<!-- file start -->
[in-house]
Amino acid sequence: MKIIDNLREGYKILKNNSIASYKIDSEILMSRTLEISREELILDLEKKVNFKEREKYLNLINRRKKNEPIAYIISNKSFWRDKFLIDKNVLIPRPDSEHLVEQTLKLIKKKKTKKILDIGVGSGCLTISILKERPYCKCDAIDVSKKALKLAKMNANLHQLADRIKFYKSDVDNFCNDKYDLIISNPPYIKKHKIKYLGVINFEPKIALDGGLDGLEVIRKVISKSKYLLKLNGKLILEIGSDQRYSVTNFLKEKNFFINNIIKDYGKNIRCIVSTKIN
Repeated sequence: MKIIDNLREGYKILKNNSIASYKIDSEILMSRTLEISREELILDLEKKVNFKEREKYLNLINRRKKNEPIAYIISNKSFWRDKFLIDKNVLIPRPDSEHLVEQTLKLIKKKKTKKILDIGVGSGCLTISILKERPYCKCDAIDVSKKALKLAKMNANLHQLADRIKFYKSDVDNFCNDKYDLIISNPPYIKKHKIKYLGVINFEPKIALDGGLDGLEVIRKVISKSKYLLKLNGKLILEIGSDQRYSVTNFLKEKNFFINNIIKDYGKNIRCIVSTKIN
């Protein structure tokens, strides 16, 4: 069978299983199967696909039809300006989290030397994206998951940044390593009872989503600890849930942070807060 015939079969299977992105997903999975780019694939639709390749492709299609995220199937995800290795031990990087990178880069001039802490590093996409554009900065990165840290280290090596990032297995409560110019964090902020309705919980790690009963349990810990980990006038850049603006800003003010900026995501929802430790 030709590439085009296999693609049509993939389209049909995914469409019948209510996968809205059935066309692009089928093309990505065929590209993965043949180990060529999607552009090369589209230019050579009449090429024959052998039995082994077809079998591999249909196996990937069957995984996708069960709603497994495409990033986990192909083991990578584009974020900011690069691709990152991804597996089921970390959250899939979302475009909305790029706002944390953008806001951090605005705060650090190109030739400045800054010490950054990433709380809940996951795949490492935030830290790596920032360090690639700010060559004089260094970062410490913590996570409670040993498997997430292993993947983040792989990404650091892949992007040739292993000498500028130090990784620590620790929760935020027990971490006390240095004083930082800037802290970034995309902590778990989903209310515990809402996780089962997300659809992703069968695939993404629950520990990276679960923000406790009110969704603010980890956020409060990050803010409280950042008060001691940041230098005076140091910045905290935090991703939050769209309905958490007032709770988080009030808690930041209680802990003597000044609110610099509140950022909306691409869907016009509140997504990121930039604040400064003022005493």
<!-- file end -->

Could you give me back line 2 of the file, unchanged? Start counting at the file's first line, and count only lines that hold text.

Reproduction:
Amino acid sequence: MKIIDNLREGYKILKNNSIASYKIDSEILMSRTLEISREELILDLEKKVNFKEREKYLNLINRRKKNEPIAYIISNKSFWRDKFLIDKNVLIPRPDSEHLVEQTLKLIKKKKTKKILDIGVGSGCLTISILKERPYCKCDAIDVSKKALKLAKMNANLHQLADRIKFYKSDVDNFCNDKYDLIISNPPYIKKHKIKYLGVINFEPKIALDGGLDGLEVIRKVISKSKYLLKLNGKLILEIGSDQRYSVTNFLKEKNFFINNIIKDYGKNIRCIVSTKIN